Cornell isn't the only Big Red in this year's tournament. That's also the name of the most soulless mascot in all of sports, a sort of backwoods cousin to Grimace who devours children on behalf of the Western Kentucky Hilltoppers. Others are perhaps uglier; some are racially gauche. But Big Red? Not to go all Thorstein Veblen here, but Big Red—the "All-American mascot," as the school would have it—is nothing but a great big goggle-eyed tribute to consumerism. Consider: Big Red was born in 1979, the brainchild of one Ralph Carey, a public-relations student at Western Kentucky and future ad executive who, according to one account, fashioned his mascot after various Hanna-Barbera characters. (Hanna-Barbera, it bears noting, was a low-rent, corner-cutting cartoon production company that never drew a tree it didn't repurpose.) The result was the sort of anodyne red blob that might've been fished out of a Sesame Street dumpster and run through three focus groups. So bereft is Big Red of any defining characteristic that an Italian media company, owned by Silvio Berlusconi, could steal it wholesale, essentially admit as much, and still beat back the copyright suit. Big Red is now a tireless shill. He is a fixture on ESPN commercials and makes about 225 public appearances a year. Cough up $50 an hour, and he'll devour your children on their birthdays. Carey once said that the mascot represented "the spirit, the energy of a sporting event." Well, that and Nike, whose shoes Big Red has worn faithfully since 1979. All-American, indeed.— Tommy Craggs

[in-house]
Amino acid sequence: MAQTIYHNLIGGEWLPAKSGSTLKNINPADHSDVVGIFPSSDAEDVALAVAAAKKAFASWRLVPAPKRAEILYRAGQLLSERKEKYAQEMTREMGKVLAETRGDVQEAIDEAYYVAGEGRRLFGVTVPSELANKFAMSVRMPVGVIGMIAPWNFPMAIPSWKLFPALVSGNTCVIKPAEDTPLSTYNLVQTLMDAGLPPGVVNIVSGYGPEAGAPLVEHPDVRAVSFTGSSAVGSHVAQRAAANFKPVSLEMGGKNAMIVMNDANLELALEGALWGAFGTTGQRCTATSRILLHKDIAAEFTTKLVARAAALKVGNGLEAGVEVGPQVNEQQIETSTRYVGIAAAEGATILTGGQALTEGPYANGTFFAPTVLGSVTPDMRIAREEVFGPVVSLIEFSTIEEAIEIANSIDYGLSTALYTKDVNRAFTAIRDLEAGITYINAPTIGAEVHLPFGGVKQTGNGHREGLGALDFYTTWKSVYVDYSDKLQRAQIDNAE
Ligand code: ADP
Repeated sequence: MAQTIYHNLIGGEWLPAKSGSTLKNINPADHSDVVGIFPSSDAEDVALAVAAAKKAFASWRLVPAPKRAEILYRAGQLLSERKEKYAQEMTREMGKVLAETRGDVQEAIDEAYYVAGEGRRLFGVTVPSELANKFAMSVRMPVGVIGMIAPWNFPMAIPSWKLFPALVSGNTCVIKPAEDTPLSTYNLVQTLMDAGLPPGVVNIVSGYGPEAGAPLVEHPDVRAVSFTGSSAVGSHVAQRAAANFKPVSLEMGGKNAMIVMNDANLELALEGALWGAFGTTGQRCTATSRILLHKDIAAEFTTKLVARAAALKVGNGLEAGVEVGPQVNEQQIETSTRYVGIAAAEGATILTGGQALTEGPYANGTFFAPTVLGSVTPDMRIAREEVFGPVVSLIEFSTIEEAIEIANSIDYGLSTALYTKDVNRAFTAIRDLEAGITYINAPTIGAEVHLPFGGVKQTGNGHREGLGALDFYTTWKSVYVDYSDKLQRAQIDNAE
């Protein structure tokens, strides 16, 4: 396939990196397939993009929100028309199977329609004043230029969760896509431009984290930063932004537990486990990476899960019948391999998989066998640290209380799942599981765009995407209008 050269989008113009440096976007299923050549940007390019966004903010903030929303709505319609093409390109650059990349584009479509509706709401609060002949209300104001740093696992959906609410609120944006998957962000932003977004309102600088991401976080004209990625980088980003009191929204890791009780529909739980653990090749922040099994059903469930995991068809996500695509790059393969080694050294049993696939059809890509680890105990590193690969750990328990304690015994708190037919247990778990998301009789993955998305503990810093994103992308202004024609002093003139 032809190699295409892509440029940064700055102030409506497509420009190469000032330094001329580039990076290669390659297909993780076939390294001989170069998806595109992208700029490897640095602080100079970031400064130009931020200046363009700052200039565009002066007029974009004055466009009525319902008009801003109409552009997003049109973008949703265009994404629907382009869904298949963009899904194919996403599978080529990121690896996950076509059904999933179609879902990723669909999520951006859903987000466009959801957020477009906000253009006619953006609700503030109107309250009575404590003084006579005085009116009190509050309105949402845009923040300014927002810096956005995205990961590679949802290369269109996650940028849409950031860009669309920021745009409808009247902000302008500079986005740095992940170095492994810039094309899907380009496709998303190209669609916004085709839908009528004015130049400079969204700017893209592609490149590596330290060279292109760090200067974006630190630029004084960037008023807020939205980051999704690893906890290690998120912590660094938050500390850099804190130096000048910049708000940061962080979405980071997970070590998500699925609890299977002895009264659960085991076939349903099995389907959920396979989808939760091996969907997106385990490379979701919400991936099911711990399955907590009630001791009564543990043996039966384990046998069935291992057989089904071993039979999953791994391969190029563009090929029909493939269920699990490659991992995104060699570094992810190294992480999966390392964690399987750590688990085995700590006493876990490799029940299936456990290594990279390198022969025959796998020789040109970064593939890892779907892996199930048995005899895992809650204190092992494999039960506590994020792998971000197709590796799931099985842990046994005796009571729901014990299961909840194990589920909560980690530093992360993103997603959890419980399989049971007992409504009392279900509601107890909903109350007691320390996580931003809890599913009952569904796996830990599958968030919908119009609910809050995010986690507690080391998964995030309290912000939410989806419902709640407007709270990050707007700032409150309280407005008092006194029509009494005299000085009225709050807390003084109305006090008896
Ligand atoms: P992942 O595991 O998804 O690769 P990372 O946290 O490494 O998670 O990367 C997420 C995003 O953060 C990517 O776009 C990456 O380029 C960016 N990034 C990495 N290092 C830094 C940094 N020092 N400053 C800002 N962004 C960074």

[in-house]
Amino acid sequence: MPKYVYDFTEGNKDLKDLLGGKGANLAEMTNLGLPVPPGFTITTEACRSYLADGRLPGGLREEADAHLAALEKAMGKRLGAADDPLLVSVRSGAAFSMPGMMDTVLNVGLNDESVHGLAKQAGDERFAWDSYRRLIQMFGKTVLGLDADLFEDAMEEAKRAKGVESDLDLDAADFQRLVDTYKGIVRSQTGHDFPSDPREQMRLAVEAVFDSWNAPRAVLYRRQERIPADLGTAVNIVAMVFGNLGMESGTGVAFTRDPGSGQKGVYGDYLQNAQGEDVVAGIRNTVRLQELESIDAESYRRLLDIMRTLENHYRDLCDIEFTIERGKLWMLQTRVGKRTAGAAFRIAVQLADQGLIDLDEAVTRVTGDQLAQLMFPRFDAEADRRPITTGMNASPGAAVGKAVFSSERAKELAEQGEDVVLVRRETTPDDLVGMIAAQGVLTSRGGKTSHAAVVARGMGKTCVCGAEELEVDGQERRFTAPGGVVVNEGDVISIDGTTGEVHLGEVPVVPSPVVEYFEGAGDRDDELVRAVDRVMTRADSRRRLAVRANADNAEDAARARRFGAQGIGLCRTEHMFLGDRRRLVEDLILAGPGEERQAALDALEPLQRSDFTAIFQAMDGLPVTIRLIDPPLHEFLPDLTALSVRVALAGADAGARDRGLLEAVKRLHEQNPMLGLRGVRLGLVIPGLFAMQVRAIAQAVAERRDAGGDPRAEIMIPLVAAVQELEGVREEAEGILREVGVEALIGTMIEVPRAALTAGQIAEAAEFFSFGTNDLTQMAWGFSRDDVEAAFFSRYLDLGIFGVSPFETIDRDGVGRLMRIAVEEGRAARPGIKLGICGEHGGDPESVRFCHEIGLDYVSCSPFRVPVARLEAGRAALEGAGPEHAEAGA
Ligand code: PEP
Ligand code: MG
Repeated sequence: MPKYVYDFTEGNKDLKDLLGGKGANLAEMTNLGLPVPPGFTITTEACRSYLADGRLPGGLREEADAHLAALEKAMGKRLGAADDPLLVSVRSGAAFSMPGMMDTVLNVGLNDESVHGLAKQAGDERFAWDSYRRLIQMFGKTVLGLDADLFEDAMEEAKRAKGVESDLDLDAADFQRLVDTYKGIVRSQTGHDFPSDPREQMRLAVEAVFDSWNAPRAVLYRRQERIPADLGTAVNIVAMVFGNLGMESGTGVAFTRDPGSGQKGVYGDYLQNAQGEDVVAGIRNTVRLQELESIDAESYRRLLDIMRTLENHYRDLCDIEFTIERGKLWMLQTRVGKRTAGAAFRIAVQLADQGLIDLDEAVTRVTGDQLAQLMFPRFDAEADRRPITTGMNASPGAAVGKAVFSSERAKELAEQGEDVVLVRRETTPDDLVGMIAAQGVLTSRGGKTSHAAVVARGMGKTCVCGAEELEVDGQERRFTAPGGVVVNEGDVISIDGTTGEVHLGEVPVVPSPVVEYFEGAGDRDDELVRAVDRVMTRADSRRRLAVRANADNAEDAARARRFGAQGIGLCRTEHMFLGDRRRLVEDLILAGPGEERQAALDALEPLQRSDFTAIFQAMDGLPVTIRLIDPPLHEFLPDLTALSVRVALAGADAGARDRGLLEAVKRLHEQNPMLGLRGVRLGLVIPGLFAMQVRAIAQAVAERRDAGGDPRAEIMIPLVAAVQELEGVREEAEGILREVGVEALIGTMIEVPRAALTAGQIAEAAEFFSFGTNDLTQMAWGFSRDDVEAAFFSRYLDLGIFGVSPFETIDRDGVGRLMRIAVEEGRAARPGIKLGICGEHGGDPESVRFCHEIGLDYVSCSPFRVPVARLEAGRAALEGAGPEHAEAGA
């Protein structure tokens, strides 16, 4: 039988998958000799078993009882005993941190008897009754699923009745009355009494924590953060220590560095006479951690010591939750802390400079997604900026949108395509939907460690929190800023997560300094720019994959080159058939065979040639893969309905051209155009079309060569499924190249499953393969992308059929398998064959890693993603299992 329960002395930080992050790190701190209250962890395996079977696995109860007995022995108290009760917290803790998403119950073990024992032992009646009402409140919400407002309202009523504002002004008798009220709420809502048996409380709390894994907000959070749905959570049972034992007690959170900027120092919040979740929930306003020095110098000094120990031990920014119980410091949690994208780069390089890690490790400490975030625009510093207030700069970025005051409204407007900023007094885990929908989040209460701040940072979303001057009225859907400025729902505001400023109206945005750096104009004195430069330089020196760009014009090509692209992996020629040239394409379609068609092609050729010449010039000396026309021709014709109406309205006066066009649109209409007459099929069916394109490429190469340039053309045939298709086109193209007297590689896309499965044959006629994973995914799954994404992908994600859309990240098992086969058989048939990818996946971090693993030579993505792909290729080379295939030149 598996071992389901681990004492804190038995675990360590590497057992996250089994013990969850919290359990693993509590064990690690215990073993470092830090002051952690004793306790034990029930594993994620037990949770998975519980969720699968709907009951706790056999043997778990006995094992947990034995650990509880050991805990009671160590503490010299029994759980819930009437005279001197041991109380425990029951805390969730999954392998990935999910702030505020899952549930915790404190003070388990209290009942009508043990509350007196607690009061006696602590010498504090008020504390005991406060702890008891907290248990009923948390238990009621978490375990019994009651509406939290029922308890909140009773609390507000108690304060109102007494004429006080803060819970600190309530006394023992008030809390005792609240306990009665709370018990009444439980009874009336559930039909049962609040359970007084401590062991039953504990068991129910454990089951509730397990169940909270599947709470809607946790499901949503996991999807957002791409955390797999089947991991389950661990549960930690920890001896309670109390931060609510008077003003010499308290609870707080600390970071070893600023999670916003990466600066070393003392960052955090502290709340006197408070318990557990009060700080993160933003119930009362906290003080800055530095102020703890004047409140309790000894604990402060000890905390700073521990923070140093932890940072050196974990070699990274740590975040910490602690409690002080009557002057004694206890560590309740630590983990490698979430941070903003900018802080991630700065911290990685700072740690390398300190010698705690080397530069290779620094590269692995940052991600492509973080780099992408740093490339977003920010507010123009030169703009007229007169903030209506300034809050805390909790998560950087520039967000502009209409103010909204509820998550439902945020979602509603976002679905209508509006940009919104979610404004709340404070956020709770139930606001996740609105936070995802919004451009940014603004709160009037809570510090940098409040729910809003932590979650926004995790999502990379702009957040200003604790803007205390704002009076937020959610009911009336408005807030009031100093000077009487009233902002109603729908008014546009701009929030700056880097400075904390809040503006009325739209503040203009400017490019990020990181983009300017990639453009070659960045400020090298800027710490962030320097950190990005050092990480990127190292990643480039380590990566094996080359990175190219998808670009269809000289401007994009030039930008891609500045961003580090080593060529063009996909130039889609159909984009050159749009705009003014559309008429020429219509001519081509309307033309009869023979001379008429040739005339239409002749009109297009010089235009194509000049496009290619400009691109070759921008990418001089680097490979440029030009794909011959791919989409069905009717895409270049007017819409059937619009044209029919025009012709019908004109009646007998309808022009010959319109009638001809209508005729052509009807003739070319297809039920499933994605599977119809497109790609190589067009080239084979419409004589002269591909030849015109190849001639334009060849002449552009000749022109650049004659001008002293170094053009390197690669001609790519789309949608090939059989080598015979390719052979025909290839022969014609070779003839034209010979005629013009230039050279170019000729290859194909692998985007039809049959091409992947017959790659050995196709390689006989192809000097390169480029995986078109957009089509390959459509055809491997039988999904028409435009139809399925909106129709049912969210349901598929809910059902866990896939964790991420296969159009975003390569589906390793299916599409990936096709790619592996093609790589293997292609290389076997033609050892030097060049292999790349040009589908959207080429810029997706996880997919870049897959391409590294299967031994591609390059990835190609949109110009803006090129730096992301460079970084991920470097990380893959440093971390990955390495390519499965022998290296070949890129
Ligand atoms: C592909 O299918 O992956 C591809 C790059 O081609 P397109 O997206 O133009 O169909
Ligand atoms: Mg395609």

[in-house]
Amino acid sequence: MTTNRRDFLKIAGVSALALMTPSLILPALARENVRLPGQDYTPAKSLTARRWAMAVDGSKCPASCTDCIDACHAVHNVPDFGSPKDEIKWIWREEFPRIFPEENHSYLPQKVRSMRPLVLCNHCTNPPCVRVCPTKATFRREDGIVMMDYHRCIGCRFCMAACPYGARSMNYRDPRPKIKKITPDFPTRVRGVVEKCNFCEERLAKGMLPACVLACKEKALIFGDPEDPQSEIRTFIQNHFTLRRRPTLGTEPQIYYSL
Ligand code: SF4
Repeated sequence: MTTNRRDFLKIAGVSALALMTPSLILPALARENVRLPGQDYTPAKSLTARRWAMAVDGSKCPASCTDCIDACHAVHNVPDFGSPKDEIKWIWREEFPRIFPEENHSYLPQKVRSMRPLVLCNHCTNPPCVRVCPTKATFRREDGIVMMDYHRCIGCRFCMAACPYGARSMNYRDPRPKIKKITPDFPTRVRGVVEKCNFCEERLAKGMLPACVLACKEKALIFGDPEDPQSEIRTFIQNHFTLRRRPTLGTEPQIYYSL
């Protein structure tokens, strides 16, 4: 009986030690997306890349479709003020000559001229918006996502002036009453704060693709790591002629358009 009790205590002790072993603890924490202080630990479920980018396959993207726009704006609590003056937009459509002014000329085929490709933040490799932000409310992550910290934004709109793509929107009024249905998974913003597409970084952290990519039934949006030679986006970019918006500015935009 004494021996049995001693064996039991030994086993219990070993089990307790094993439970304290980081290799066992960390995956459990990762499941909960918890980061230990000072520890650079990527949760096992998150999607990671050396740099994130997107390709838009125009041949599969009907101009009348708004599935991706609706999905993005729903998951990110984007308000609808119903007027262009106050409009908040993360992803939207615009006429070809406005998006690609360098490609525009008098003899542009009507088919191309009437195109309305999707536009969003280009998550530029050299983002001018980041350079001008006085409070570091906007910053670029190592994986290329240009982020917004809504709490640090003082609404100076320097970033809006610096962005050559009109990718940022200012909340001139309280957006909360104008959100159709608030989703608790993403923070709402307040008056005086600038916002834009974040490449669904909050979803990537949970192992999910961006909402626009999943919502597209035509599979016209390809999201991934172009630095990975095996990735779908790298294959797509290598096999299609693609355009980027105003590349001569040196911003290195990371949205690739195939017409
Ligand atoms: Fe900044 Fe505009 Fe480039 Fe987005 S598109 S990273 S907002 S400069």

University of Texas, Big 12 Conference, No. 2 in South Region
"We're scheduled to come play Arkansas next year, and if the fans don't treat us well, we're not going to come," Texas coach Rick Barnes proclaimed to the local media as his team prepared to play its first-round NCAA Tournament game in North Little Rock, Ark. "We've got enough money here we can buy our way out of it. So, they'd better be good to us."
This weekend, I'm counting on my fellow Arkansas fans to tell Barnes where he can stick his gigantic sack of money. How nice of the Texas coach to remind civilization, and a new generation of Hog supporters, how good it feels to hate on the 'Horns. It felt good to stomp No. 1 Texas 42-11 in Fayetteville in 1981, it felt good to ditch the old Southwest Conference for the SEC ("Let Texas play with themselves," it was said at the time), and it felt good to eat a publicly roasted steer before each year's Texas game. Of course, that fanfare applied only to football, which in Texas (and Arkansas) remains king. The fact that Barnes is brandishing the cash earned by the Texas football team is downright adorable. Unlike his basketball program, the Longhorns' football program, at least, has managed to buy itself a title.—Sam Eifling
West Virginia University, Big East Conference, No. 7 in West Region